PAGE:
Criterion C one (or more) of the following symptoms must be additionally be present, to reach a total of five symptoms when combined with symptoms from Criterion B above.[9]

  1. Decreased interest in usual activities (e.g., work, school, friends, hobbies).
  2. Subjective difficulty in concentration.
  3. Lethargy, easy fatigability, or marked lack of energy.
  4. Marked change in appetite; overeating; or specific food cravings.
  5. Hypersomnia or insomnia.
  6. A sense of being overwhelmed or out of control.
  7. Physical symptoms such as breast tenderness or swelling, joint or muscle pain, a sensation of "bloating," or weight gain.

Note: The symptoms in Criteria A-C must have been met for most menstrual cycles that occurred in the preceding year.

Criterion D The symptoms are associated with clinically significant distress or interference with work, school, usual social activities, or relationships with others (e.g., avoidance of social activities; decreased productivity and efficiency at work, school, or home).[9]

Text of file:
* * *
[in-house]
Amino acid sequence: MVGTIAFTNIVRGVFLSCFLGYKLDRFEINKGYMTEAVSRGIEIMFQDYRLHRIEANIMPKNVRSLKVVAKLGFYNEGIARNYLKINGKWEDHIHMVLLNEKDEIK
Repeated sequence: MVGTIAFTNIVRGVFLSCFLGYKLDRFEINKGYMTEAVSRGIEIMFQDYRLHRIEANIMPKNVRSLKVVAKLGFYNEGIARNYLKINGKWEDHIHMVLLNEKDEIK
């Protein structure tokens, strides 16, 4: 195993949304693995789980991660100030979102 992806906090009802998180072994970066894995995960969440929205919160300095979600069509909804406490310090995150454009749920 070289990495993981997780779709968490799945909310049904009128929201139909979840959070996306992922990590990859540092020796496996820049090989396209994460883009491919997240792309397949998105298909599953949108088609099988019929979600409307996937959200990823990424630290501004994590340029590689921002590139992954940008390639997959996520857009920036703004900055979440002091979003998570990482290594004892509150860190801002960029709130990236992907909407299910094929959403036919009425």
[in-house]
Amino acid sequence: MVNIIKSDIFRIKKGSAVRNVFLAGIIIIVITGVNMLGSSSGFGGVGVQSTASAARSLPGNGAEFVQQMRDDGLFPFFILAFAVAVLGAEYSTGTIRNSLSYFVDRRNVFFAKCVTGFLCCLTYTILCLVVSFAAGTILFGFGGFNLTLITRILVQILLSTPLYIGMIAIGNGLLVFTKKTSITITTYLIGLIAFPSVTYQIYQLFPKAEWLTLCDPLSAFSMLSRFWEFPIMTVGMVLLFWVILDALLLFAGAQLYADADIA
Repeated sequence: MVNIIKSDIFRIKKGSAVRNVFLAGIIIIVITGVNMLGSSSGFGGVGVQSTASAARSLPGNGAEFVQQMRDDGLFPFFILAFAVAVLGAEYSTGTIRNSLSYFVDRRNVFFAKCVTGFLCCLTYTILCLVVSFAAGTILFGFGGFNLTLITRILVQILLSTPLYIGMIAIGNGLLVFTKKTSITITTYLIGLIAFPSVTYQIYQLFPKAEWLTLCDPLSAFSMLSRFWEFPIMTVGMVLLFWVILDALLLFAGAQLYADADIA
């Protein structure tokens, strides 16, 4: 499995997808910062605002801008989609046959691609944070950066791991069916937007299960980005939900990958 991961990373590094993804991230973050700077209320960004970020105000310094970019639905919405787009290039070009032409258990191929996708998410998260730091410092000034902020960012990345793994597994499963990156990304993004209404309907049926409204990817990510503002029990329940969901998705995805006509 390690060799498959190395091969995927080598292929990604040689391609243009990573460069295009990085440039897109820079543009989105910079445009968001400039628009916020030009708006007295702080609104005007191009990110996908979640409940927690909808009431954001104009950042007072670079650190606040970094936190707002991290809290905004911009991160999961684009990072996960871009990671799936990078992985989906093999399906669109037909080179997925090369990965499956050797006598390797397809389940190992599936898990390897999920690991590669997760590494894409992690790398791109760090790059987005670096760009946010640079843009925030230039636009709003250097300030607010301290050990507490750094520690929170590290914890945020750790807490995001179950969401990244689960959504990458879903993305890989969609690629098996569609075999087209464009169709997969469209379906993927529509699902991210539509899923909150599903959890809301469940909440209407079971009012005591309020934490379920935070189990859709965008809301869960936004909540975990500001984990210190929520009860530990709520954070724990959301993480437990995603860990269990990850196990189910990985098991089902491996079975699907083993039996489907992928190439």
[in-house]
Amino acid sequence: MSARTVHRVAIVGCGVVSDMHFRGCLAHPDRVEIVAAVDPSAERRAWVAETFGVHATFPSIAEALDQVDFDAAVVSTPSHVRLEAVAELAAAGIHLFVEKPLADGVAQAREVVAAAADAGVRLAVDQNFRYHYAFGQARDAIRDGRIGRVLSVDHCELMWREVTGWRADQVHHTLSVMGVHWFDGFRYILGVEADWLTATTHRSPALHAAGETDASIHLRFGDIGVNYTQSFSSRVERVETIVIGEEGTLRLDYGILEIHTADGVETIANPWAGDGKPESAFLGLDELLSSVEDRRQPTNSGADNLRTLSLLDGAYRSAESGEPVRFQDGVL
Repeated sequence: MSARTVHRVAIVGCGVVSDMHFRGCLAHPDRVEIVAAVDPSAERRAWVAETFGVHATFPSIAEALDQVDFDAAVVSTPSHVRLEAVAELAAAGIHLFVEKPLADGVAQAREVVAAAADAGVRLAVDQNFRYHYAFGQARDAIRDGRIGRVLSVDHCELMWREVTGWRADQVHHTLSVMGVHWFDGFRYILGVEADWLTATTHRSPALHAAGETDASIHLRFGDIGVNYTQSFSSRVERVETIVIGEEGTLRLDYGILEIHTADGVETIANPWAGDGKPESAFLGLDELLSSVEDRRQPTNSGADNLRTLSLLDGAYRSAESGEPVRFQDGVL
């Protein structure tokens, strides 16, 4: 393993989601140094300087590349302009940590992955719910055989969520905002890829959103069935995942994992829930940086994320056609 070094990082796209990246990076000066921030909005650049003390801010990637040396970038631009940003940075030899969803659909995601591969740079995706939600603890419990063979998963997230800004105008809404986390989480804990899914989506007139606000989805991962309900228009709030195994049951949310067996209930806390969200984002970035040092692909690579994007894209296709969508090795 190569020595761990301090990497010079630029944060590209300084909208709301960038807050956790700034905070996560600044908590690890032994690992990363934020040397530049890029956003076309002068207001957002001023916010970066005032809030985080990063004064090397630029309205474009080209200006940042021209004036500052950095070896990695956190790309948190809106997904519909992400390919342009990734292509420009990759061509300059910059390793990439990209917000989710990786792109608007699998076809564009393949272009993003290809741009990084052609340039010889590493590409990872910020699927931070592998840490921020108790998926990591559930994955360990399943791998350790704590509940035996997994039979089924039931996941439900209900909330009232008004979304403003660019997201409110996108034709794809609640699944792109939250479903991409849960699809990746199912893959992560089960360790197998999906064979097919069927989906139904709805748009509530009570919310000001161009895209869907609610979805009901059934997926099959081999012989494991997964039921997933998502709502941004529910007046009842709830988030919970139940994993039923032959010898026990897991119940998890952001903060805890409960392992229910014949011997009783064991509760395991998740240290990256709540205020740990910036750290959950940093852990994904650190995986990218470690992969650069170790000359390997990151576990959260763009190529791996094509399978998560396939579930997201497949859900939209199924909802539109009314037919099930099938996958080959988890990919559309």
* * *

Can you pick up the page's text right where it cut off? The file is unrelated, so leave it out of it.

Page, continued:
Criterion E The disturbance is not merely an exacerbation of the symptoms of another disorder, such as major depressive disorder, panic disorder, persistent depressive disorder (dysthymia), or a personality disorder (although it may co-occur with any of these disorders).[9]

Criterion F Criterion A should be confirmed by prospective daily ratings during at least two symptomatic cycles. (Note: The diagnosis may be made provisionally prior to this confirmation.)[9]

Criterion G The symptoms are not attributable to the physiological effects of a substance (e.g., a drug of abuse, a medication, other treatment) or another medical condition (e.g., hyperthyroidism).[9]